Another complication is my assumption that people will ask for what they want or need. This is something I am able to do fairly readily (with some exceptions), and so I assume that if somebody needs me, they will give me a call, or that if I offer to help out when they need it they will say yes. I suppose I should know better. I grew up with a mother for whom ‘fine’ or ‘if you want to’ meant ‘don’t you dare’ and ‘it’s not fine at all’, but my response instead has been to develop a certain level of intolerance to that kind of passivity (and its flip-side, passive-aggression), and an almost stubborn insistence on taking people at their word. If they don’t speak up, they miss out. This doesn’t mean I don’t offer to help unless someone speaks up, but I expect that when I do offer, they will say yes or let me know what they need, even if that need is a sympathetic ear, or a request to be left alone.
The problem is that in relationships my preparedness to ask for what I want and need and my assumption that others will do the same, means I can find myself clocking up an unspoken debt on someone’s ledger.
Not having a ledger myself, when someone does something wonderful for me, offers their assistance or support in a time of need, I acknowledge and appreciate their efforts. I also take from that experience and learn how I might do the same for someone (possibly someone else) in a similar situation when and if the opportunity arises. I suppose on the ledger-system, I am paying my invisible and unacknowledged ‘debt’ forward, rather than back, but this does nothing to change my ‘balance’ in the ‘creditor’s’ eyes.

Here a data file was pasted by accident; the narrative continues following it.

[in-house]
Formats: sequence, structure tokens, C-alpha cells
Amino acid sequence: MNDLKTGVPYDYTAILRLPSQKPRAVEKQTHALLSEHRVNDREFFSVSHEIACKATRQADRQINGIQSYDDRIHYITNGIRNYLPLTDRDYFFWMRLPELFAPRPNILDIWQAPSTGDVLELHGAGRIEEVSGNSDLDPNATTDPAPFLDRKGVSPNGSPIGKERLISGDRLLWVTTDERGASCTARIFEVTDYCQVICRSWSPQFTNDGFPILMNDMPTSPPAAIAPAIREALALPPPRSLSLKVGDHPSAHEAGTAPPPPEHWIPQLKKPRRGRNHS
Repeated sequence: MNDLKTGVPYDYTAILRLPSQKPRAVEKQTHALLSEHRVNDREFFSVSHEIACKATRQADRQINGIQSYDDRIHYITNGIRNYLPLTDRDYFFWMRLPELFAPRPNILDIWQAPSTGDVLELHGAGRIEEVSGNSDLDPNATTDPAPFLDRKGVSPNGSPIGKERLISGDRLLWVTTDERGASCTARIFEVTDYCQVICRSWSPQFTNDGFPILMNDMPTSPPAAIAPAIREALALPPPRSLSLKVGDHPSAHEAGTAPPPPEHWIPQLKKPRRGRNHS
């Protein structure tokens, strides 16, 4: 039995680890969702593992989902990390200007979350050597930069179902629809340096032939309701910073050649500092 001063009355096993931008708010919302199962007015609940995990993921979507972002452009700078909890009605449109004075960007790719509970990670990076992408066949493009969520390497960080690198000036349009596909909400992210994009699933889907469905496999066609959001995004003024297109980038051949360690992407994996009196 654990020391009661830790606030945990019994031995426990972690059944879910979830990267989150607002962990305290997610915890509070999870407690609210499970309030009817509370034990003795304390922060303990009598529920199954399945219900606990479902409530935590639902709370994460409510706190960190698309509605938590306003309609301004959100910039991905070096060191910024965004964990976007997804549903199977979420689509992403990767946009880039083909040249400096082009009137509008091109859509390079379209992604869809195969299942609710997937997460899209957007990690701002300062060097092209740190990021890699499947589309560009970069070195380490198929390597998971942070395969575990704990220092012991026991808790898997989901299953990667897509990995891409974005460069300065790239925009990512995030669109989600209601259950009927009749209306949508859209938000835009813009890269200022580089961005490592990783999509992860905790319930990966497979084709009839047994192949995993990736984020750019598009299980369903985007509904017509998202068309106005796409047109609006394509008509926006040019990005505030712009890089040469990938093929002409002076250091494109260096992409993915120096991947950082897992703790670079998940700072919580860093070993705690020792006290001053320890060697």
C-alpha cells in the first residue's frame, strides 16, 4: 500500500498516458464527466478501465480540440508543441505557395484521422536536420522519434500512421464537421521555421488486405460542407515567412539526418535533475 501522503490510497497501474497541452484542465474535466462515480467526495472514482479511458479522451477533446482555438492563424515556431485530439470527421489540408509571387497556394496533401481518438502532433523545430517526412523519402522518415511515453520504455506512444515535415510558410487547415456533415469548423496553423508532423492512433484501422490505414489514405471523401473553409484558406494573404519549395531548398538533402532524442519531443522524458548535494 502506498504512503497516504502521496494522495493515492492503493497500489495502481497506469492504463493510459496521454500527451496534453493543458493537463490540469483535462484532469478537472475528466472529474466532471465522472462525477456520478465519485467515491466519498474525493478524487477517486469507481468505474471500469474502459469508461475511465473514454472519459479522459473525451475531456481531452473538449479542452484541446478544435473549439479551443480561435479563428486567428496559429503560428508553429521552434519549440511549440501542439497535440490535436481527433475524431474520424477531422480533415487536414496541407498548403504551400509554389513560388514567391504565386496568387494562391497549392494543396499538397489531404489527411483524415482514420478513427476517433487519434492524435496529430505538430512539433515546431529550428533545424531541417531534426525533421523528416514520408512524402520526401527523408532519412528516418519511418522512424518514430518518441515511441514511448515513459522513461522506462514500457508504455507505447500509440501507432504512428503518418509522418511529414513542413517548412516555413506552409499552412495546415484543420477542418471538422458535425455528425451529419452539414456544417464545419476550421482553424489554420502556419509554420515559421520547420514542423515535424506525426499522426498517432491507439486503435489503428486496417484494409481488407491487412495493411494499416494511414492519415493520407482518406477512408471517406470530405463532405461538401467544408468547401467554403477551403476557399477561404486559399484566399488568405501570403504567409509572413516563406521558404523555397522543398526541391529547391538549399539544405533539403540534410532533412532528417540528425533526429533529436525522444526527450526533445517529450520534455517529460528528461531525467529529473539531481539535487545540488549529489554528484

Repayment in kind also may not register with the creditor. They may expect like for like (not that they ever tell you this), so while they are buying you presents or helping you move house, you’re listening to their relationship troubles or looking after their pets, neither of which does anything to lower your debt.
Sometimes the creditor will also have an expectation of return at a particular point in time that it may not be possible to meet, and so no matter what else is happening or what other gifts you have given, your repayment ‘bounces’. Many years ago I missed a friend’s birthday because it coincided with the only time of year that my husband and I could both take leave to travel. She never mentioned it at the time, but dropped it in conversation years later somewhat nastily. Her unspoken expectation meant that I had unwittingly disappointed her, and no matter that I planned around her at other times, those ‘payments’ did not register towards my debt.